This Week in Cell

Protein isoforms generated through alternative splicing don't always interact with the same targets, as researchers from the Dana-Farber Cancer Institute report in Cell. Marc Vidal and his colleagues cloned full-length open reading frames of alternatively spliced transcripts for nearly 1,500 human genes. Then, using protein-protein interaction profiling, they compared the pairs to find that they only shared about half their targets.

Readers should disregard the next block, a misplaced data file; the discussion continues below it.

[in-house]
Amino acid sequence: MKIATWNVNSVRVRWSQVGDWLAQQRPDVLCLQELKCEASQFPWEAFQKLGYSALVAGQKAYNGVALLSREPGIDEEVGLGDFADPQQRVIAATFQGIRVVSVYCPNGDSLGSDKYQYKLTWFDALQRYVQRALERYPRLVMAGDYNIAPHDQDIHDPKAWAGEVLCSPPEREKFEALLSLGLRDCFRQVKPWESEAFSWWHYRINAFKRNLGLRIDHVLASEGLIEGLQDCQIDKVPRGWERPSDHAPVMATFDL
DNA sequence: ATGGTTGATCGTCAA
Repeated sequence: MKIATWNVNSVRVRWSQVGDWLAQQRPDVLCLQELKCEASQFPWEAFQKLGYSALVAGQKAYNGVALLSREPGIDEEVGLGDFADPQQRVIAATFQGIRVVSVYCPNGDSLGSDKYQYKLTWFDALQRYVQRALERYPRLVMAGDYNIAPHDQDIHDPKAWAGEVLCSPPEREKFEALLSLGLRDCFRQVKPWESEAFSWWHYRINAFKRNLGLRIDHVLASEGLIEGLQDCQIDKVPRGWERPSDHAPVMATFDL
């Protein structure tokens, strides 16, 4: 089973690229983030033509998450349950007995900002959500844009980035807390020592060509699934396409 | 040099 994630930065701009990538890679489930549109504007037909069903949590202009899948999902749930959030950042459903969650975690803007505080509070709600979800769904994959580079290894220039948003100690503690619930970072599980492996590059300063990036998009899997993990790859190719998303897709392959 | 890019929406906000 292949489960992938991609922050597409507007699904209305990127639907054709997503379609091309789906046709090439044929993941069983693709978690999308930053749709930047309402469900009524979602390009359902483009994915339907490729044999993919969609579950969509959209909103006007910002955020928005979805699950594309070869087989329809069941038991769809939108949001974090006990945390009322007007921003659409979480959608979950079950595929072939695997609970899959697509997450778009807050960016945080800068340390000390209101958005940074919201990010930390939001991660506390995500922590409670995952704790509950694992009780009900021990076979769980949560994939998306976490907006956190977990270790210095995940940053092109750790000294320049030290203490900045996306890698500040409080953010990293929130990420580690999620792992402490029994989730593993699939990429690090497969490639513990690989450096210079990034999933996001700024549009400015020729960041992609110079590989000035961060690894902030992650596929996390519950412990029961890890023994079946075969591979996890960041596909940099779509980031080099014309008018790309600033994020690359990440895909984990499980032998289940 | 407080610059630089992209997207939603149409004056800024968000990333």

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In a commentary at eLife, Brandeis University's Eve Marder calls on researchers to value and pursue truth.

Researchers have developed a way to quickly edit white blood cells, according to the New York Times.

In Science this week: rice gene enables plants to grow quickly in times of flooding, and more.

Education-linked genetic variants could also predict a small portion of a person's social mobility, Newsweek reports.